Losing one’s job during a workforce reduction is tough. But those who remain in the workplace also feel the effects of cutbacks. If you still have a job, you may feel guilty and wonder why your job was spared. You may also feel anxious about your continued job security or changes in your role or workload. You may feel sad, unfocused or have physical problems, such as headaches or trouble sleeping.
When not managed well, organizational change can negatively impact employee morale and productivity. One study found that normal productivity in an 8-hour day dropped by as much as 3.6 hours during a major transition. The following tips from MHN – Health Net, Inc.’s behavioral health subsidiary – can help employees cope after a workforce reduction.
After a workforce reduction, how can you thrive in the workplace? The key lies in knowing what you can control. Consider these tips:
- Mind your body. Get enough sleep, eat healthy and exercise several times during the week. Keeping yourself healthy can ease your stress.
- Take care of your team. Helping out others on your team is a win-win. Being proactive and positive with your work group can be valuable as everyone deals with the changes.
- Communicate. Ask your manager about the structure and plans for your department and your organization, given the changes. Clarify any changes in your work roles and job expectations, and see if there are additional skills you can learn that might benefit the organization.
- Plan ahead. Now is a good time to think about your ongoing career goals and how to reach them. Update your skill set, network and keep up with trends in your industry. As your organization changes, new opportunities may open up for you.
- Perform. Organizations tend to keep their top performers. When you achieve results, let your boss know about them. Results can give your boss leverage if he is asked to trim additional staff.
- Expect some adjustments to your work-life balance. Understand that more may be needed from you at work at first. Be as flexible as you can with your employer, while also looking for opportunities to take time off for self-care.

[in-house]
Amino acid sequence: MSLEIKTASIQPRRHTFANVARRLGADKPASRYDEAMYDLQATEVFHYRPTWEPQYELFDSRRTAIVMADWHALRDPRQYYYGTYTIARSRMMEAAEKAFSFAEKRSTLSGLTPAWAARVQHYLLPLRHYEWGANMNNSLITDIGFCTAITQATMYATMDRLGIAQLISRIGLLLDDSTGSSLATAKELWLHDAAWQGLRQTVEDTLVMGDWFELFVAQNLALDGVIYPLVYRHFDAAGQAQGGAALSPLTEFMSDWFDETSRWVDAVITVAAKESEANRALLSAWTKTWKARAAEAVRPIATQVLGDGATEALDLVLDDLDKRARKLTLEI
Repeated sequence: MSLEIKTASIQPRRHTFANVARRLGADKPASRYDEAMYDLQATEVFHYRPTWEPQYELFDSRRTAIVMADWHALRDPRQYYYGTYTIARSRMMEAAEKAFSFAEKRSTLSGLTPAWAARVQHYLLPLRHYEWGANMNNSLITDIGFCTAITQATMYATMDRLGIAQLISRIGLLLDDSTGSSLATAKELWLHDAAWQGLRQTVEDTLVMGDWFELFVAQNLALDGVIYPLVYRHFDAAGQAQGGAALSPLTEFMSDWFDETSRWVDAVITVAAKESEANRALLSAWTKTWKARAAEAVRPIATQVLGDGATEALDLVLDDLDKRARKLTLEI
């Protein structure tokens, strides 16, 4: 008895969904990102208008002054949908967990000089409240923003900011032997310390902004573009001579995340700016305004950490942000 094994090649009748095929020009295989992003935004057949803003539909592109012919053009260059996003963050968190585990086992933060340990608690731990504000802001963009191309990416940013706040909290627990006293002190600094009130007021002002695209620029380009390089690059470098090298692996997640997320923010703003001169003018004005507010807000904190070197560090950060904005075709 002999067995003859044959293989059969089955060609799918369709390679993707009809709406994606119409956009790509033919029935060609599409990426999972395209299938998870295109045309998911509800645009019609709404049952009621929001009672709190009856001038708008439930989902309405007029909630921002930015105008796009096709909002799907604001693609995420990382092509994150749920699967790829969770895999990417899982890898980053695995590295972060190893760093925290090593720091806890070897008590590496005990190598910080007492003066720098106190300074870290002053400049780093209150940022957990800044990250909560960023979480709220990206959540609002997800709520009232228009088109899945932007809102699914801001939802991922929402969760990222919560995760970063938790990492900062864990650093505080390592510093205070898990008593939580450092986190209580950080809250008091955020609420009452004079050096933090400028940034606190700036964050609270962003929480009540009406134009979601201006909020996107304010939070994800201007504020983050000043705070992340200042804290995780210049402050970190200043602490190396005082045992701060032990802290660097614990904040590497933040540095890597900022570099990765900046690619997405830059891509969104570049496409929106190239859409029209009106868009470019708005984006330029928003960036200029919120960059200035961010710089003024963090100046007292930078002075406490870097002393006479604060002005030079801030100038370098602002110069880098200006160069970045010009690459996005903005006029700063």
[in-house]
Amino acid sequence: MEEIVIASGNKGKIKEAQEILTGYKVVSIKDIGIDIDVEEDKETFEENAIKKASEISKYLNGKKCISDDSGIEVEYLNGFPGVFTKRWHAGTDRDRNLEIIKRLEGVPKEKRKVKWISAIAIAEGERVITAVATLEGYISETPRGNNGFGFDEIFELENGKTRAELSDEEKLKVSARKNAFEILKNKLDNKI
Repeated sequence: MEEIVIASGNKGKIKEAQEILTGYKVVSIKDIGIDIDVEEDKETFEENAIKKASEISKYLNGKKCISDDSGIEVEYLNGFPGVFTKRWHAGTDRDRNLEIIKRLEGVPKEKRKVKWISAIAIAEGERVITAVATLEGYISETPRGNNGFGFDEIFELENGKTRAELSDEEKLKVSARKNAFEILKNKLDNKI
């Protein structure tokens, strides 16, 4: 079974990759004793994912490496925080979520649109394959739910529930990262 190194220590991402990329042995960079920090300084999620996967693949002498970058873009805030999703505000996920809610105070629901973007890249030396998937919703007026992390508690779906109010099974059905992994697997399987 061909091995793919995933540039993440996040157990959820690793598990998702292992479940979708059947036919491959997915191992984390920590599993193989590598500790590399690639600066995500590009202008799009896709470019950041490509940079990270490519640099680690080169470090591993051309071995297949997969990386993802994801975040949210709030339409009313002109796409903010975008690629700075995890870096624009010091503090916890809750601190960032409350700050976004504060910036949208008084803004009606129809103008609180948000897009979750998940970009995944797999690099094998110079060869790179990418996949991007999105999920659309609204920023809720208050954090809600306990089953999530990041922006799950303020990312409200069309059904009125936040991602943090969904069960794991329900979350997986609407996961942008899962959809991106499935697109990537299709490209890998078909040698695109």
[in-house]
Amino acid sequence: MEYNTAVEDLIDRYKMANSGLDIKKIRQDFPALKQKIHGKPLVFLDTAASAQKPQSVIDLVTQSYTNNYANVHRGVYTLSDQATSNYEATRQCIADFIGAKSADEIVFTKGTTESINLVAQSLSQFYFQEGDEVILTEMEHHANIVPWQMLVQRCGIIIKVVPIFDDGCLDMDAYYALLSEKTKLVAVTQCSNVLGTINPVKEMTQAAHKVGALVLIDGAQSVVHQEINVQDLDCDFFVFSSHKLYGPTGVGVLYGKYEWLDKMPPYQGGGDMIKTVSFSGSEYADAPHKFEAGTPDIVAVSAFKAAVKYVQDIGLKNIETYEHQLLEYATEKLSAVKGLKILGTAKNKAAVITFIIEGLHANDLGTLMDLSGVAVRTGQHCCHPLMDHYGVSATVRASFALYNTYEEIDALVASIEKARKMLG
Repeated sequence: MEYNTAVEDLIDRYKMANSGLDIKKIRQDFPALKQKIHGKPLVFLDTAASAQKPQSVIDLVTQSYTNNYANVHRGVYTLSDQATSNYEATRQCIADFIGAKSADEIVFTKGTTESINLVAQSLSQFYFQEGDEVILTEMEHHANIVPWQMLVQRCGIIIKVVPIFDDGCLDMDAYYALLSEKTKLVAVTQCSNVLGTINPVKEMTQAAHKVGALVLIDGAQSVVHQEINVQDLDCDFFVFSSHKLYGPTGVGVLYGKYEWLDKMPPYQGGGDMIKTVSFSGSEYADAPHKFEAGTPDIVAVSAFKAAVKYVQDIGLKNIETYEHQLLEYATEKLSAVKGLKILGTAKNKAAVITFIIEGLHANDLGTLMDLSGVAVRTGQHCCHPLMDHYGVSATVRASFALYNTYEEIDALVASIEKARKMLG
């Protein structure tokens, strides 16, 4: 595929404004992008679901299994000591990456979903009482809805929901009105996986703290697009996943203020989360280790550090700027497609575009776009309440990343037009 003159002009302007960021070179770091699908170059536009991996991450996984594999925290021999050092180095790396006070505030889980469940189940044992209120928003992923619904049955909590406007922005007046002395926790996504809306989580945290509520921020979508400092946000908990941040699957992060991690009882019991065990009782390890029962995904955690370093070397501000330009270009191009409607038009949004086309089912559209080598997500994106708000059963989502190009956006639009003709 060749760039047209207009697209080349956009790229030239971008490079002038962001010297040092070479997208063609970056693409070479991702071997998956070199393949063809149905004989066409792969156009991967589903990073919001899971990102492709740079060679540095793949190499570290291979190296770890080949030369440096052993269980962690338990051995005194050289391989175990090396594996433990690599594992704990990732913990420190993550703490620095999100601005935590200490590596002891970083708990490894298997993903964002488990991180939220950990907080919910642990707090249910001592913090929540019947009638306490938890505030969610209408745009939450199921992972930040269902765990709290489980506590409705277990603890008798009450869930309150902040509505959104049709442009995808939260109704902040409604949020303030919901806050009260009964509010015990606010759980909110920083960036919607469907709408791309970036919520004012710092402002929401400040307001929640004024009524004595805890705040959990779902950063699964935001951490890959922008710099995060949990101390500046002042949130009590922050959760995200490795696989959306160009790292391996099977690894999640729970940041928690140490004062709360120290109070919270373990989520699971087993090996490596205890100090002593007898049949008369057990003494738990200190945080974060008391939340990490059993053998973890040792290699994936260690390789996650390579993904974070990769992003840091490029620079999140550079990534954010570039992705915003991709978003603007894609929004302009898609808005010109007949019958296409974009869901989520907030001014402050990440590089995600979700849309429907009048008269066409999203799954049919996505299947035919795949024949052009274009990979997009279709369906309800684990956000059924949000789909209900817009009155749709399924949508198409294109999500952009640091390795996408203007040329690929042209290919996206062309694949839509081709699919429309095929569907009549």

- Evaluate your finances. If you were to get laid off, would you have enough money to live on for seven or eight months? If not, create a budget as soon as possible – and stick to it.
A final tip – Be open to receiving support. An Employee Assistance Program can help you cope with the emotional, physical and practical issues that you may face after a workforce reduction at your organization.
As part of its Employee Assistance Program, MHN provides organizational development consultations to guide employers through layoffs, organizational change and other workplace transitions. MHN also offers workshops for managers and supervisors on layoffs and organizational change, such as “Conducting Layoff Notifications” or “Managing after Layoffs.” To learn more about MHN’s services, please visit MHN’s website at www.mhn.com, call 1-800-327-7526 or email firstname.lastname@example.org.
This article is for informational and self-help purposes only. It should not be treated as a substitute for financial, medical, psychiatric, psychological, or behavioral health care advice, or as a substitute for consultation with a qualified professional.
Managed Health Network, Inc. (MHN) is a subsidiary of Health Net, Inc. The MHN family of companies includes Managed Health Network, MHN Services and MHN Government Services. Health Net and Managed Health Network are registered service marks of Health Net, Inc. or its affiliates. All rights reserved.
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